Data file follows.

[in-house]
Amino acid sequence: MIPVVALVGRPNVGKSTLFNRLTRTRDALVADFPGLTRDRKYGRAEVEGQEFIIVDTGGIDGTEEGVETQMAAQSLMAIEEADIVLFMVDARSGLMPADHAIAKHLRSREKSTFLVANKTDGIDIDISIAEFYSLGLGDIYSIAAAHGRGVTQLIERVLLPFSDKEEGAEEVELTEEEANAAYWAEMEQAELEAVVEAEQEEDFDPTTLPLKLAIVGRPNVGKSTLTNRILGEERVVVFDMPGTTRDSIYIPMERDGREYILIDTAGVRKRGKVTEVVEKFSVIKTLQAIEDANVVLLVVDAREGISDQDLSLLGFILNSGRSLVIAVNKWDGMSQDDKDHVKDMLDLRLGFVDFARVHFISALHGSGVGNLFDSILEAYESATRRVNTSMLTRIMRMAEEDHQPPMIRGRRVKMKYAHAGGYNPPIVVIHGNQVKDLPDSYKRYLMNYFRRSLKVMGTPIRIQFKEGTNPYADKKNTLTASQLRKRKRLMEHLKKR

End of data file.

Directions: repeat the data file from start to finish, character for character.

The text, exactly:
[in-house]
Amino acid sequence: MIPVVALVGRPNVGKSTLFNRLTRTRDALVADFPGLTRDRKYGRAEVEGQEFIIVDTGGIDGTEEGVETQMAAQSLMAIEEADIVLFMVDARSGLMPADHAIAKHLRSREKSTFLVANKTDGIDIDISIAEFYSLGLGDIYSIAAAHGRGVTQLIERVLLPFSDKEEGAEEVELTEEEANAAYWAEMEQAELEAVVEAEQEEDFDPTTLPLKLAIVGRPNVGKSTLTNRILGEERVVVFDMPGTTRDSIYIPMERDGREYILIDTAGVRKRGKVTEVVEKFSVIKTLQAIEDANVVLLVVDAREGISDQDLSLLGFILNSGRSLVIAVNKWDGMSQDDKDHVKDMLDLRLGFVDFARVHFISALHGSGVGNLFDSILEAYESATRRVNTSMLTRIMRMAEEDHQPPMIRGRRVKMKYAHAGGYNPPIVVIHGNQVKDLPDSYKRYLMNYFRRSLKVMGTPIRIQFKEGTNPYADKKNTLTASQLRKRKRLMEHLKKR